It's remarkable how many opportunities we have during a lifetime to lose friends.
Really, if you consider, they are all crossroads. Maybe you went to one high school and your friend to another. Or you went off to college in another state while your high school friends stayed home. Regardless of all the promises to be "Best Friends Forever", you lost touch quickly and it was all for the better. You entered the world of work and bonded quickly with the people you found there. But on the day you got married and your best Buds stayed single, something happened. You tried to stay friends, but somehow it got harder and harder to get together and you became closer and closer to other married people. When the first baby came along you crossed another road. Good friends suddenly looked at you as if they were seeing a maniac. And all just because you couldn't stop gushing about poop and spit-up and breast milk accidents. Your friends were other parents from then on.
Then came the day you got sick. You probably were sick for a long time before anybody, yourself included, noticed. We tend to operate like that. But once it was undeniable, once you had a label, it all happened so fast.....
At first, there was an outpouring of love and caring. Friends sent flowers. Acquaintances brought over pots of soup and casseroles. "Let me know if you need anything," they said. And they meant it. But you kept on cancelling get togethers. You became the constant no-show. And when you did make it, there were all those other problems:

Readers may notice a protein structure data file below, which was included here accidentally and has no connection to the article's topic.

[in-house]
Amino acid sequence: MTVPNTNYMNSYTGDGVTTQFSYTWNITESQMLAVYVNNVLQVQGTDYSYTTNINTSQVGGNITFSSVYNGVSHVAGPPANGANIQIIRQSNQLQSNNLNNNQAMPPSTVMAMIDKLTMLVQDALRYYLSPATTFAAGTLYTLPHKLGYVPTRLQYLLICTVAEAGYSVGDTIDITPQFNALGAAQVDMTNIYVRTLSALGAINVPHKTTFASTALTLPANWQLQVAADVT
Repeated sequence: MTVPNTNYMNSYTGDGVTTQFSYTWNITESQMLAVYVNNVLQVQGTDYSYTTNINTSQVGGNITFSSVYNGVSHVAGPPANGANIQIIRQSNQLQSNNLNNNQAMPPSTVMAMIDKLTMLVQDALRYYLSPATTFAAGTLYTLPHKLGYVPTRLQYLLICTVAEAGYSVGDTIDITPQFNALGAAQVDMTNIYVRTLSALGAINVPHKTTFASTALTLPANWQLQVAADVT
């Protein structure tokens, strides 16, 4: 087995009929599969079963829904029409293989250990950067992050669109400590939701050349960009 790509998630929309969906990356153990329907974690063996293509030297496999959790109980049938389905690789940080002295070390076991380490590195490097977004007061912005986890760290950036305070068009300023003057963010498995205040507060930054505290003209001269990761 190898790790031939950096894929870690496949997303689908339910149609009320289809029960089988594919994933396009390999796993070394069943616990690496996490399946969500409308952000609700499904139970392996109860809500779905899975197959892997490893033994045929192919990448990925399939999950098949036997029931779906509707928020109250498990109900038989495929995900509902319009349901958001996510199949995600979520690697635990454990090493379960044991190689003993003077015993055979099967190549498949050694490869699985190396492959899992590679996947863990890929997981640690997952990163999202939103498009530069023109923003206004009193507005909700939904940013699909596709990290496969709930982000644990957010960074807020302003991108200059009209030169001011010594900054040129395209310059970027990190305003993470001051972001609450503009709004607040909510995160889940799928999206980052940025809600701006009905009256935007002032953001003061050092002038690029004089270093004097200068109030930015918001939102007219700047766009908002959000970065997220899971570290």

You couldn't stand the sunlight, couldn't eat that food anymore, couldn't walk so long or stay up late. And more mind-boggling, maybe you just didn't have money any more. Two incomes had become one income and one constant source of medical bills. You were no longer able to drop into Starbucks for a $4 cup of coffee every day. Even if you felt like it.
Friends had come and gone before, but this one hurt. You really did need them.
Some of you even watched your spouse walk away.
If you were lucky, there was one good friend who stuck it out. The loneliness felt like another symptom, one that meds couldn't fix.
How do you make friends when you can't even get out of bed some days? How can you feel attractive and interesting when you hair is coming out in clumps and all you can talk about is the latest med and its affect on your body. Where are those people who will fold you into their arms and close ranks around you, loving and giving you encouragement and care?
Well, many of them are online, in special communities devoted to the particular illness or condition they share with you. I got lucky. When I needed friends the most, I found compassion, understanding and friendship online in an online Lupus support group.
Some of your friends-in-waiting are in support groups in your community. Check newspaper listings, ask your physician, call the nearest hospital. They can put you in touch. There may even be mentors for your condition, people who have been where you are and can help you through it.
When you become chronic, your life will change. It is, after all, another crossroads. You are taking the road less travelled, not by choice but by chance. But if you can look around you and reach out, just a bit even, then you will find that others are also traveling that same road. They will see you as you are now rather than as you were. They will learn to love you right now, in this moment.
Don't be afraid. Reach out, even if it's just by phone or computer. We need friends and companions on the road with us. They make the journey worthwhile.
The sites where I found friendship and compassion were a Lupus organization
and a Sjogren's Syndrome site.
Peach and blessings,
I have included two links in this post for supportive online communities. If you know of others, please send them and I will include them in future posts.